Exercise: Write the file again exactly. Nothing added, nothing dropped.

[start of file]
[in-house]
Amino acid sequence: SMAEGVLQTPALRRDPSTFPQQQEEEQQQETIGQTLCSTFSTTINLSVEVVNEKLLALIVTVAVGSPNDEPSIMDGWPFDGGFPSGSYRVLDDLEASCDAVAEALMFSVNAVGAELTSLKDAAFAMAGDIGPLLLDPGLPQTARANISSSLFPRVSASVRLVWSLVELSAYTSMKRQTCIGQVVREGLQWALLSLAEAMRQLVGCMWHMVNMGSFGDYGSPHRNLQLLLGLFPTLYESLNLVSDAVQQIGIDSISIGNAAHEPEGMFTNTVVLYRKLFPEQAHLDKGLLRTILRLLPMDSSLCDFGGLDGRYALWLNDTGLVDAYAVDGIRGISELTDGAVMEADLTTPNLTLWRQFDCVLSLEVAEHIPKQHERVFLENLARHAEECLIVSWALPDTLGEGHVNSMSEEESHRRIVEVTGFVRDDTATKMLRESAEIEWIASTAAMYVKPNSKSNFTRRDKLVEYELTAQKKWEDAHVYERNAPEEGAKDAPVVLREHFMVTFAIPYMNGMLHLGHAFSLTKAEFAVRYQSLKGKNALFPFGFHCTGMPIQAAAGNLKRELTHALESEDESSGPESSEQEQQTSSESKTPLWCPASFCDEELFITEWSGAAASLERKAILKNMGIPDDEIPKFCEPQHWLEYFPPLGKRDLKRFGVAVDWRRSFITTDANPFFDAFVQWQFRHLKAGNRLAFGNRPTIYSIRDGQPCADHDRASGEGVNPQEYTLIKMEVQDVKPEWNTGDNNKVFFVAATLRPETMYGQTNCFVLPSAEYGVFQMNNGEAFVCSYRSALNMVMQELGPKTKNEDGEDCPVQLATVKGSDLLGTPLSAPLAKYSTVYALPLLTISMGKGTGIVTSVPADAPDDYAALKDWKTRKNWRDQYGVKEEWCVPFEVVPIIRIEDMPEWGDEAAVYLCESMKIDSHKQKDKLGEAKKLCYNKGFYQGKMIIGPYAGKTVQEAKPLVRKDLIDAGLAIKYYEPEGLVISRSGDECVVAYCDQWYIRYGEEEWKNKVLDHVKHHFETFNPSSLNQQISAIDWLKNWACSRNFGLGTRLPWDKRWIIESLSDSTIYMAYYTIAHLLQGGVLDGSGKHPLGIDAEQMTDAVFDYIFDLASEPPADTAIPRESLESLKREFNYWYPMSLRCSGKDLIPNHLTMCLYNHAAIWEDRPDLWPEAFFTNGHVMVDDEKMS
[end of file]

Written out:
[in-house]
Amino acid sequence: SMAEGVLQTPALRRDPSTFPQQQEEEQQQETIGQTLCSTFSTTINLSVEVVNEKLLALIVTVAVGSPNDEPSIMDGWPFDGGFPSGSYRVLDDLEASCDAVAEALMFSVNAVGAELTSLKDAAFAMAGDIGPLLLDPGLPQTARANISSSLFPRVSASVRLVWSLVELSAYTSMKRQTCIGQVVREGLQWALLSLAEAMRQLVGCMWHMVNMGSFGDYGSPHRNLQLLLGLFPTLYESLNLVSDAVQQIGIDSISIGNAAHEPEGMFTNTVVLYRKLFPEQAHLDKGLLRTILRLLPMDSSLCDFGGLDGRYALWLNDTGLVDAYAVDGIRGISELTDGAVMEADLTTPNLTLWRQFDCVLSLEVAEHIPKQHERVFLENLARHAEECLIVSWALPDTLGEGHVNSMSEEESHRRIVEVTGFVRDDTATKMLRESAEIEWIASTAAMYVKPNSKSNFTRRDKLVEYELTAQKKWEDAHVYERNAPEEGAKDAPVVLREHFMVTFAIPYMNGMLHLGHAFSLTKAEFAVRYQSLKGKNALFPFGFHCTGMPIQAAAGNLKRELTHALESEDESSGPESSEQEQQTSSESKTPLWCPASFCDEELFITEWSGAAASLERKAILKNMGIPDDEIPKFCEPQHWLEYFPPLGKRDLKRFGVAVDWRRSFITTDANPFFDAFVQWQFRHLKAGNRLAFGNRPTIYSIRDGQPCADHDRASGEGVNPQEYTLIKMEVQDVKPEWNTGDNNKVFFVAATLRPETMYGQTNCFVLPSAEYGVFQMNNGEAFVCSYRSALNMVMQELGPKTKNEDGEDCPVQLATVKGSDLLGTPLSAPLAKYSTVYALPLLTISMGKGTGIVTSVPADAPDDYAALKDWKTRKNWRDQYGVKEEWCVPFEVVPIIRIEDMPEWGDEAAVYLCESMKIDSHKQKDKLGEAKKLCYNKGFYQGKMIIGPYAGKTVQEAKPLVRKDLIDAGLAIKYYEPEGLVISRSGDECVVAYCDQWYIRYGEEEWKNKVLDHVKHHFETFNPSSLNQQISAIDWLKNWACSRNFGLGTRLPWDKRWIIESLSDSTIYMAYYTIAHLLQGGVLDGSGKHPLGIDAEQMTDAVFDYIFDLASEPPADTAIPRESLESLKREFNYWYPMSLRCSGKDLIPNHLTMCLYNHAAIWEDRPDLWPEAFFTNGHVMVDDEKMS